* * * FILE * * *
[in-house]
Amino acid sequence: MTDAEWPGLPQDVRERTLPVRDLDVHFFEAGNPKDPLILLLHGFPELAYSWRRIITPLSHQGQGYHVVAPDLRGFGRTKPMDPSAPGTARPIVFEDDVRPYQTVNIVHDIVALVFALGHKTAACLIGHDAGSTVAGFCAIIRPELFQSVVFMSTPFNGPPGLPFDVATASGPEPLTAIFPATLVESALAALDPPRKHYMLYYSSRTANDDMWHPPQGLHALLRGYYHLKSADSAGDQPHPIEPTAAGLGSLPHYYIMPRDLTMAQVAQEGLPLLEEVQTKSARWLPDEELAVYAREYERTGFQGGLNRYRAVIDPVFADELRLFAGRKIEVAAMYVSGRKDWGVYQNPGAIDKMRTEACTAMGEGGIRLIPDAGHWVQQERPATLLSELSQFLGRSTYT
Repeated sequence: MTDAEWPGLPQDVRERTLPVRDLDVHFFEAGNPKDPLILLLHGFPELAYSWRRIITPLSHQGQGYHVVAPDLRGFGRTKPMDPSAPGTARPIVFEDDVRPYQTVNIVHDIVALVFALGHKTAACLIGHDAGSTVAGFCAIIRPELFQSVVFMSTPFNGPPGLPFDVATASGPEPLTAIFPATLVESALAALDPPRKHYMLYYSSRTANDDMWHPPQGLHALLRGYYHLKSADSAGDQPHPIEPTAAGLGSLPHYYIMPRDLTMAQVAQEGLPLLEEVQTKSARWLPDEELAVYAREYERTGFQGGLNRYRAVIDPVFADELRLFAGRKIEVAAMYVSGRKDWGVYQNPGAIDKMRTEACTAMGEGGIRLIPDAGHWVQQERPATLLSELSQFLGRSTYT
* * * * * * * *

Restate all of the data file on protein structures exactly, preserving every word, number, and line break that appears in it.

[in-house]
Amino acid sequence: MTDAEWPGLPQDVRERTLPVRDLDVHFFEAGNPKDPLILLLHGFPELAYSWRRIITPLSHQGQGYHVVAPDLRGFGRTKPMDPSAPGTARPIVFEDDVRPYQTVNIVHDIVALVFALGHKTAACLIGHDAGSTVAGFCAIIRPELFQSVVFMSTPFNGPPGLPFDVATASGPEPLTAIFPATLVESALAALDPPRKHYMLYYSSRTANDDMWHPPQGLHALLRGYYHLKSADSAGDQPHPIEPTAAGLGSLPHYYIMPRDLTMAQVAQEGLPLLEEVQTKSARWLPDEELAVYAREYERTGFQGGLNRYRAVIDPVFADELRLFAGRKIEVAAMYVSGRKDWGVYQNPGAIDKMRTEACTAMGEGGIRLIPDAGHWVQQERPATLLSELSQFLGRSTYT
Repeated sequence: MTDAEWPGLPQDVRERTLPVRDLDVHFFEAGNPKDPLILLLHGFPELAYSWRRIITPLSHQGQGYHVVAPDLRGFGRTKPMDPSAPGTARPIVFEDDVRPYQTVNIVHDIVALVFALGHKTAACLIGHDAGSTVAGFCAIIRPELFQSVVFMSTPFNGPPGLPFDVATASGPEPLTAIFPATLVESALAALDPPRKHYMLYYSSRTANDDMWHPPQGLHALLRGYYHLKSADSAGDQPHPIEPTAAGLGSLPHYYIMPRDLTMAQVAQEGLPLLEEVQTKSARWLPDEELAVYAREYERTGFQGGLNRYRAVIDPVFADELRLFAGRKIEVAAMYVSGRKDWGVYQNPGAIDKMRTEACTAMGEGGIRLIPDAGHWVQQERPATLLSELSQFLGRSTYT